We have a stupid, evil man and an even stupider spoiled brat, only 60 years old, running the country, decent people are dying for no reason in the brat’s vanity war and the U.S. Constitution is in shreds. The Justice Department is riddled with scurvy rats, it cost me almost $38 to put 11 gallons of gas in my 12-gallon car last week, and when I asked a middle-aged local firefighter with a shaved head about the fire-danger situation in my county while we were both in line at the office supply store, he fixed me with a solemn gaze and said, “It’s bad. The fuels are as bone-dry right now as they normally get in July. It’s the worst it’s ever been.”
There wasn’t much I could say about that. I wished him safety and good luck. He bought his box of blank CDs and left, unsmiling, his navy blue T-shirt tight across his muscled back.
There’s nothing I can say or do about any of it, except to wish us all safety and good luck. And keep a garden hose handy. You’ll understand if I haven’t been posting here much lately.
But hey, forget about all that doom and gloom in the big outside world. Here at home, it’s the little things that get me down. Like my TV, which shows me only a bright, cheery blue screen instead of CNN no matter how many buttons I push on the fancy new remote the cable guy left me last week.
It has a lot of buttons, too.
Here’s the story. I decided not too long ago that it was time to shove the Wren’s Nest into the future. So I invested in a broadband Internet connection, which is finally available up here in dem thar hills. No more dial-up! I could stop filing my nails during website changes and actually load those ubiquitous U-Tube videos and watch them the very same day!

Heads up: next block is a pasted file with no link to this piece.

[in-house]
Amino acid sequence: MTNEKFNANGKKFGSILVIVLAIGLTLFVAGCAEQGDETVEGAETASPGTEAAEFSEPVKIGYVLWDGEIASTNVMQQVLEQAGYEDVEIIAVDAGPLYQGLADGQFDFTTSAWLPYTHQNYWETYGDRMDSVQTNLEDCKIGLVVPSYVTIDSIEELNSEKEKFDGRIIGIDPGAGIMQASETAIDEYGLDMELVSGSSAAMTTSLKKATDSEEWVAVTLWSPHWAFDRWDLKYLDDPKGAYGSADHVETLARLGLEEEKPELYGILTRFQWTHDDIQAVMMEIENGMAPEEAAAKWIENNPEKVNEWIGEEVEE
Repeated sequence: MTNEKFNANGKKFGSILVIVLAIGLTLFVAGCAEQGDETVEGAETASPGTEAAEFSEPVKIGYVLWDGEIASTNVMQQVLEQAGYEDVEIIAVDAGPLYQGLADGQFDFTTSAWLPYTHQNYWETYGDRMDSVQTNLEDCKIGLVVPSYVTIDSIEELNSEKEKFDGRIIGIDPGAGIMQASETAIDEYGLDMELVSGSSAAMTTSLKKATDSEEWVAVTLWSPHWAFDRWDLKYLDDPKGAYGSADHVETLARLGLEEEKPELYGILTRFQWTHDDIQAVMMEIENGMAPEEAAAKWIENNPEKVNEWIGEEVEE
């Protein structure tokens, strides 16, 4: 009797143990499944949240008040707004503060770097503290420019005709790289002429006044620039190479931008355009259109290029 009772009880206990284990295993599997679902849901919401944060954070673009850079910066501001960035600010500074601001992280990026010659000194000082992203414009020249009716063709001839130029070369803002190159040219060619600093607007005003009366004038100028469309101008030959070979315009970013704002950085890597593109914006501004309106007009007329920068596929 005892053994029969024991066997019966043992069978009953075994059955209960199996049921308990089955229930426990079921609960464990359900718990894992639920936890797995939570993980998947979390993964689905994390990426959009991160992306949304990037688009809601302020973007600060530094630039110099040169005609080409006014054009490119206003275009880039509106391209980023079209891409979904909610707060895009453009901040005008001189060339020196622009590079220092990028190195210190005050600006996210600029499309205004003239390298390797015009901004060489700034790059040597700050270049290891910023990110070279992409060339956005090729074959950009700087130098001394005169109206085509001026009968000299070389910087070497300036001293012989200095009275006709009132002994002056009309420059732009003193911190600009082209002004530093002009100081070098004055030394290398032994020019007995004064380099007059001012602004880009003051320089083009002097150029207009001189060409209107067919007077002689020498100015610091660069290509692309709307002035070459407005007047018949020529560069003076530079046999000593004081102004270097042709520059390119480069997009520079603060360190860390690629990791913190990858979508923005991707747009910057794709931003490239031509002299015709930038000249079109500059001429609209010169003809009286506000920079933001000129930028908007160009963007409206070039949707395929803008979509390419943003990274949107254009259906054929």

Naturally, the local cable company was happy to help me out, and a cable guy duly showed up. He got us all set — digital cable TV, broadband Internet and digital phone service.
I’d told the rep on the phone when I’d set the appointment that I also wanted a wireless connection for our two computers, one of which is Mr. Wren’s desktop. The other is my little laptop computer. I wanted to be able to move it around the house without the hindrance of wires. Imagine – with a wireless connection, I could sit in front of the fire next winter, tapping out Blue Wren posts, writing and surfing the Net in cozy comfort. In the summer, I’d be able to take advantage of the chilled swamp cooler air at the other end of the house. I could – glory! – watch the Sunday news lineup and use my laptop at the same time. What could be more modern? More delightfully convenient? And – though I haven’t tried this yet – with that miracle wireless card, I’d be able to go to the local Starbuck’s and be one of those cool people working furiously on their laptops while they sip the latest blend.
I was just giddy with excitement.
Well, the cable guy arrived without the equipment necessary to let me go wireless. He suggested, however, that I could easily do it myself. Just go to the local office supply box store, buy a wireless router and cards for the computers, and (heheh) viola. I’d be set.